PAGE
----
Iran has signed a deal to sell Iraq $195 million worth of arms and ammunition, according to a report by Reuters, in a move that would violate a U.N. weapons embargo on Iran. Reuters said documents showed that Iraq signed eight arms contracts with Iranian state-owned companies in November, just weeks after Iraqi Prime Minister Nouri al-Maliki met with U.S. President Barack Obama requesting additional weapons to fight al Qaeda-linked militants. Maliki would neither confirm nor deny the reports, and the Iranian government denied any knowledge of an arms deal with Iraq. The United States said it is "seeking clarification" over the report, and State Department spokesperson Jen Psaki said "If true, this would raise serious concerns." A U.S. official said such a deal could complicate ongoing nuclear talks with Iran.
Israeli jets launched two raids on the Syrian-Lebanese border late Monday, according to Lebanon's National News Agency. Reports conflict over whether the strikes hit Lebanese or Syrian territory, though Lebanese sources said the raids took place near the village of Nabi Sheet in the eastern Bekaa Valley. The Lebanese army said four Israeli warplanes violated Lebanese airspace at 9:50 p.m. According to a security source, the warplanes hit a suspected Hezbollah weapons convoy. The source added that there is a Hezbollah training site in the area. The British-based Syrian Observatory for Human Rights said that Israeli planes bombed a Hezbollah "missile base." Israeli Prime Minister Benjamin Netanyahu would neither confirm nor deny the strikes, but said, "we do all that is necessary in order to defend our citizens." According to U.S. officials, Israel has conducted three strikes on Syria in the past year in efforts to prevent arms deliveries from reaching Hezbollah. Hezbollah's television channel, Al Manar, said there was "no raid on Lebanese territory." Meanwhile, Filippo Grandi, commissioner general of the U.N. relief agency supporting Palestinian refugees, UNRWA, on a visit to the besieged Yarmouk refugee camp in southern Damascus, said he is "deeply disturbed and shaken" by the despair and destruction. The United Nations estimates over 100 people have died since mid-2013 from starvation and illness in the rebel enclave that has been blockaded by pro-regime forces.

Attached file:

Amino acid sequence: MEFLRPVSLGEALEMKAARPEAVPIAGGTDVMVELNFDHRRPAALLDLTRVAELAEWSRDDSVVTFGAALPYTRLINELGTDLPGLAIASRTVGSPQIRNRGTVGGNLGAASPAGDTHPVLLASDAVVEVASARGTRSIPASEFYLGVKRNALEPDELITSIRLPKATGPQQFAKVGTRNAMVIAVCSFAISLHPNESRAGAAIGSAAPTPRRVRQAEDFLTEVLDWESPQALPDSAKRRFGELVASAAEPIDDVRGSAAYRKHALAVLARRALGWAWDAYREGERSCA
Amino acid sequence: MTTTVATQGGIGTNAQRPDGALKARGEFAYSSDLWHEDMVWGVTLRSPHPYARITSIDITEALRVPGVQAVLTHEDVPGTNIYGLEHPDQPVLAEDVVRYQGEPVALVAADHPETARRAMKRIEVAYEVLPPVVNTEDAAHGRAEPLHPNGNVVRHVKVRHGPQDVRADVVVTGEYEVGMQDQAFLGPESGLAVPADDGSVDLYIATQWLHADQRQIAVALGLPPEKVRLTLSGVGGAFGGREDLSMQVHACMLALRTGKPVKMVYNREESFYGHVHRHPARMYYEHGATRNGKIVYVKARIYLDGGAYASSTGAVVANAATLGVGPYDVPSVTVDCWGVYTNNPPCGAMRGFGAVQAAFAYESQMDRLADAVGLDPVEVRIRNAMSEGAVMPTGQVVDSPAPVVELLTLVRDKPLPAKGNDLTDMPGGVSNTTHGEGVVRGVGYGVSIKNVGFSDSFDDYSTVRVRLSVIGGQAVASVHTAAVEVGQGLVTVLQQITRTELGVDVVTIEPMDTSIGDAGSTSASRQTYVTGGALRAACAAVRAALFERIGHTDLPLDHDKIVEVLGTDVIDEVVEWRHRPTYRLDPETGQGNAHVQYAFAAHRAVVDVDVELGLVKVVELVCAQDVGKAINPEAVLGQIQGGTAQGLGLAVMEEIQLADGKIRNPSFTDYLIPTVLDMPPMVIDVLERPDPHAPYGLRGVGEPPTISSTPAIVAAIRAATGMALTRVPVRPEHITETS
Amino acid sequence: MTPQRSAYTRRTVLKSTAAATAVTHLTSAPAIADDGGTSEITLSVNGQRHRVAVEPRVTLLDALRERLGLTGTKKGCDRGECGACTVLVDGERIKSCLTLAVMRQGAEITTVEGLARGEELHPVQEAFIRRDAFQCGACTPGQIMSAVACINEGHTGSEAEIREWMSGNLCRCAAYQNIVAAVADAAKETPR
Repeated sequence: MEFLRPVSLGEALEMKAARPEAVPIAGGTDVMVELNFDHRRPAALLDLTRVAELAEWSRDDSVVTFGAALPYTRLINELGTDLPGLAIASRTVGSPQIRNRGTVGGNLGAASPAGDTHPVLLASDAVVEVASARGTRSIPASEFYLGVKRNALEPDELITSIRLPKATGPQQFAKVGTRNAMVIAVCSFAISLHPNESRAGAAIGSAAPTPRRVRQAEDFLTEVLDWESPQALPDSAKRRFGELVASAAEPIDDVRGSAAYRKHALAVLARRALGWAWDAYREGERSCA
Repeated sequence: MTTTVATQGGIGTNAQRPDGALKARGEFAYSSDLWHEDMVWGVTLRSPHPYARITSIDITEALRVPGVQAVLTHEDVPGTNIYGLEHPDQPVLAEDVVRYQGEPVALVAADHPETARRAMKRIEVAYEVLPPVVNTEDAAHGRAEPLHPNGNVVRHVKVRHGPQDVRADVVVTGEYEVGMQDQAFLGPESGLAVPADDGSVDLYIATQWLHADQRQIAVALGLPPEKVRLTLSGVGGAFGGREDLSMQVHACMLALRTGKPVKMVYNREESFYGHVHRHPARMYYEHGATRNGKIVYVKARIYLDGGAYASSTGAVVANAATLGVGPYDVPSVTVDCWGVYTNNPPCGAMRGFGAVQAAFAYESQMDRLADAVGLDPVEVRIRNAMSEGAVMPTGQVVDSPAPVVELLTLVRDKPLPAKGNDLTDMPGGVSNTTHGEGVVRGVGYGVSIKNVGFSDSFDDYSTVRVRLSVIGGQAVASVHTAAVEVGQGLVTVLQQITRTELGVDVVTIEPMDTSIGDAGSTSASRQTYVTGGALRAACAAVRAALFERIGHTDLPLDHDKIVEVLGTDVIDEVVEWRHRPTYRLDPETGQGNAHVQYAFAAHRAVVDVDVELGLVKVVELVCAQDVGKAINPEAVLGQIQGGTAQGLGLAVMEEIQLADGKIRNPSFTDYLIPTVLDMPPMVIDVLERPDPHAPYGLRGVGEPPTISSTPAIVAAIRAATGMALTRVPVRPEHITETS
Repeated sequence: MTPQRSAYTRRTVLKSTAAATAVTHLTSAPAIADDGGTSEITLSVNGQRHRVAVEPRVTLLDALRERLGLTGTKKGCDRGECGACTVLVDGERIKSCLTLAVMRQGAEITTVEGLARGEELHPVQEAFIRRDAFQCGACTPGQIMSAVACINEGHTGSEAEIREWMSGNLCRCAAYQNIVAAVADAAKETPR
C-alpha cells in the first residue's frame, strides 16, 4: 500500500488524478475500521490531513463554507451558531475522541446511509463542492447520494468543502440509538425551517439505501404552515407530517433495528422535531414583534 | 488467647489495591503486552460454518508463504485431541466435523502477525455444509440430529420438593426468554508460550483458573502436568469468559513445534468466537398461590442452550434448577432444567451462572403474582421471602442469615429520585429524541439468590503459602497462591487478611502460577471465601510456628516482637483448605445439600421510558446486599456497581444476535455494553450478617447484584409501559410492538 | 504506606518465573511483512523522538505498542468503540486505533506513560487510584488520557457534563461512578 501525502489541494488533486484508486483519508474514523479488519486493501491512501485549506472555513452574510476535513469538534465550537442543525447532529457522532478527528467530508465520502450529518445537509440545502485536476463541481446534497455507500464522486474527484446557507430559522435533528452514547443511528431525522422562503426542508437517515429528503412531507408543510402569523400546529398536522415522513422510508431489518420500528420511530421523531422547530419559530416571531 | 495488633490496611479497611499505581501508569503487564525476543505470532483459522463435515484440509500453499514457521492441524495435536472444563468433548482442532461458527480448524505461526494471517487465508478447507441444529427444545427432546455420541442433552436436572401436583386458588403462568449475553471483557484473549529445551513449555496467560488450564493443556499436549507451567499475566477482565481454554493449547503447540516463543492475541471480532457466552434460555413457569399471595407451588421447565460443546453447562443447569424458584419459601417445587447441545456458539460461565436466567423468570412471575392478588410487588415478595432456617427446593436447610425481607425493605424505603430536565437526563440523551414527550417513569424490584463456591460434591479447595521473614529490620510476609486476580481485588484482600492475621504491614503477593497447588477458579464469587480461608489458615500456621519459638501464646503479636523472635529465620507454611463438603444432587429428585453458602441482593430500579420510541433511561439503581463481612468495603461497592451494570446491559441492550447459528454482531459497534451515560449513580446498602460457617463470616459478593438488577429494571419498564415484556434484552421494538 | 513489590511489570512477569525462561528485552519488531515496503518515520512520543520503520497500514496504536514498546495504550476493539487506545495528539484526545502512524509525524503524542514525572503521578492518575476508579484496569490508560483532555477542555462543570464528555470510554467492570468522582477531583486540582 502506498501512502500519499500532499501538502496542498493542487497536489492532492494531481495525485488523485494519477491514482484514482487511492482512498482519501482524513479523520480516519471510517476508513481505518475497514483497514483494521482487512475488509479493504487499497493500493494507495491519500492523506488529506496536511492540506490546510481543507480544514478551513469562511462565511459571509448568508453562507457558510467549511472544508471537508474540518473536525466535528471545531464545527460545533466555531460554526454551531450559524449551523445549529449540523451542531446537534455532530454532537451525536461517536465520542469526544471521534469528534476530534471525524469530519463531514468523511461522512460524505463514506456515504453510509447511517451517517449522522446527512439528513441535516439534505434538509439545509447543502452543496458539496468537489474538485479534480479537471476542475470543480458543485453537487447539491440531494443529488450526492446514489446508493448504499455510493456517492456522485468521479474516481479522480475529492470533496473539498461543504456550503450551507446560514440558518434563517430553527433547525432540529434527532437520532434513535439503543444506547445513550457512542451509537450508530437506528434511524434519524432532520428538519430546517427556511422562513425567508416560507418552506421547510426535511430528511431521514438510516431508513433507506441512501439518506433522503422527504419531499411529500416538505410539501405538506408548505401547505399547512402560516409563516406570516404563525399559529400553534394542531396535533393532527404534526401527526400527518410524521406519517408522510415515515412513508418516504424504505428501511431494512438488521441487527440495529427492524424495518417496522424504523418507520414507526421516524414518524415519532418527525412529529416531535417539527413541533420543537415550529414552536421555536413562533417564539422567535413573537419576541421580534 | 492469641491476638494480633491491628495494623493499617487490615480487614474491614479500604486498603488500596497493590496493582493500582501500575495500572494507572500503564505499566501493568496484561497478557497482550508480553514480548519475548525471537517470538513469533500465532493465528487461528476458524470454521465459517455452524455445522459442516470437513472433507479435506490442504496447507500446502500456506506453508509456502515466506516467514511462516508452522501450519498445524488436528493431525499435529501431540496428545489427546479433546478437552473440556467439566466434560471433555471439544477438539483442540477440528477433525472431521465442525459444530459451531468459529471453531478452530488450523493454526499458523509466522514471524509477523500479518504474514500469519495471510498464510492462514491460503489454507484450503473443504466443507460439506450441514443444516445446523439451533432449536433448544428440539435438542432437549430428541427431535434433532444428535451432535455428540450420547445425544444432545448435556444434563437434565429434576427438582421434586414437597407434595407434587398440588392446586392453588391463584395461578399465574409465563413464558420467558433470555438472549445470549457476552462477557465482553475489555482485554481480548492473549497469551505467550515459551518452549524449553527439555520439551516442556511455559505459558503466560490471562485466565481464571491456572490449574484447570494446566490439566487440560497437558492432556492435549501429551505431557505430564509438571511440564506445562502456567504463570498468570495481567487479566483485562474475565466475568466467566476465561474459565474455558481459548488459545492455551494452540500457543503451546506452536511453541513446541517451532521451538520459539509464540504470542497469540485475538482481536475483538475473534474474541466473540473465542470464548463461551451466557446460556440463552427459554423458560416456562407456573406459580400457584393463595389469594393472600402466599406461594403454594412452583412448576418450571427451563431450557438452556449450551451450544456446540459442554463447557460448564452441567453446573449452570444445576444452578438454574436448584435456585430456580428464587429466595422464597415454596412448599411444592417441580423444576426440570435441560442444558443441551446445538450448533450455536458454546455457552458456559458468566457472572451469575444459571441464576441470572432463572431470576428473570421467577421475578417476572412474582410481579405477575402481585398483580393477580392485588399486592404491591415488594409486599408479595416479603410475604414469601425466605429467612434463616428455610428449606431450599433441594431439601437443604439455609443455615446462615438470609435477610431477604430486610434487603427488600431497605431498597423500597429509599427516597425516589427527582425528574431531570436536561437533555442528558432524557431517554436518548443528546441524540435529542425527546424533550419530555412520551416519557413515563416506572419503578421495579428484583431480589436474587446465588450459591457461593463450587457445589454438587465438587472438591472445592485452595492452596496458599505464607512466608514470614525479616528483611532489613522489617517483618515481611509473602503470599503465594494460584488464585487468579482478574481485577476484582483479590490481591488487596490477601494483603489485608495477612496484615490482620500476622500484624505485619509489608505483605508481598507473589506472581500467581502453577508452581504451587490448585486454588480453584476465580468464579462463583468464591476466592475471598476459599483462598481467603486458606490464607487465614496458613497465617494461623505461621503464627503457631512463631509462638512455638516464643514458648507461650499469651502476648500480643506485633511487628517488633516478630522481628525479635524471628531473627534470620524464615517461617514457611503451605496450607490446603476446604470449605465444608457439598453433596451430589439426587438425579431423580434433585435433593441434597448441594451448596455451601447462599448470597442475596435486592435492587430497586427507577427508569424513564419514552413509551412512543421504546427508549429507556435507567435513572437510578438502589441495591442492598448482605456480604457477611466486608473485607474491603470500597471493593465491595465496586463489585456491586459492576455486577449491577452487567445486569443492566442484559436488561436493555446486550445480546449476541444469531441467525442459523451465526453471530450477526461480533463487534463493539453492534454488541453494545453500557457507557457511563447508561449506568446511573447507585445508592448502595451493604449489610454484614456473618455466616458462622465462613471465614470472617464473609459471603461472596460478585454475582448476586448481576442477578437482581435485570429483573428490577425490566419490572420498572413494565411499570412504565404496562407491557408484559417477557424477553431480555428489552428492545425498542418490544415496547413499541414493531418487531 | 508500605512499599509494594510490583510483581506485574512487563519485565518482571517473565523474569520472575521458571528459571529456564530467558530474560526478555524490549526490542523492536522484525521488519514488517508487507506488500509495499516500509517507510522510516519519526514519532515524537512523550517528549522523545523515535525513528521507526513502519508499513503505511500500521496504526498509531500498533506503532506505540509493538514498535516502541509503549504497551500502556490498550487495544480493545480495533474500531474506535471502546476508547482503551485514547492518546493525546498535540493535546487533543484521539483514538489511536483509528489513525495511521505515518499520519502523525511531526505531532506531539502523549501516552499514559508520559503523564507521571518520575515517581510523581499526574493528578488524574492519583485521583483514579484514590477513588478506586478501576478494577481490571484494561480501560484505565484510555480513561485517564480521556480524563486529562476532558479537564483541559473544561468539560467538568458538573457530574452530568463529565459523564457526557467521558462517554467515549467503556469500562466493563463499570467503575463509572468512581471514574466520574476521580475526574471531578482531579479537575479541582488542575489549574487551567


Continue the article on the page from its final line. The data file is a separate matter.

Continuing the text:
- A Turkish opposition party leader has called for an investigation into Recep Tayyip Erdogan for alleged corruption after the prime minister accused his rivals of fabricating an audio recording of him telling his son to dispose of large amounts of money.
- Seven Egyptian men have been found shot dead on a beach near the eastern Libyan city of Benghazi and authorities said they could not yet "speculate on the motive of the crime."
- Egyptian interim President Adly Mansour has asked Ibrahim Mehleb, who resigned as housing minister Monday, to succeed Hazem el-Beblawi as prime minister and form a new government.
- British police have arrested a woman and three men, including former Guantánamo detainee Moazzam Begg, on suspicion of Syria-related terrorism offenses.
Arguments and Analysis
'Bouteflika's Fourth Mandate: The Cartel's Gamble' (Thomas Serres, Jadaliyya)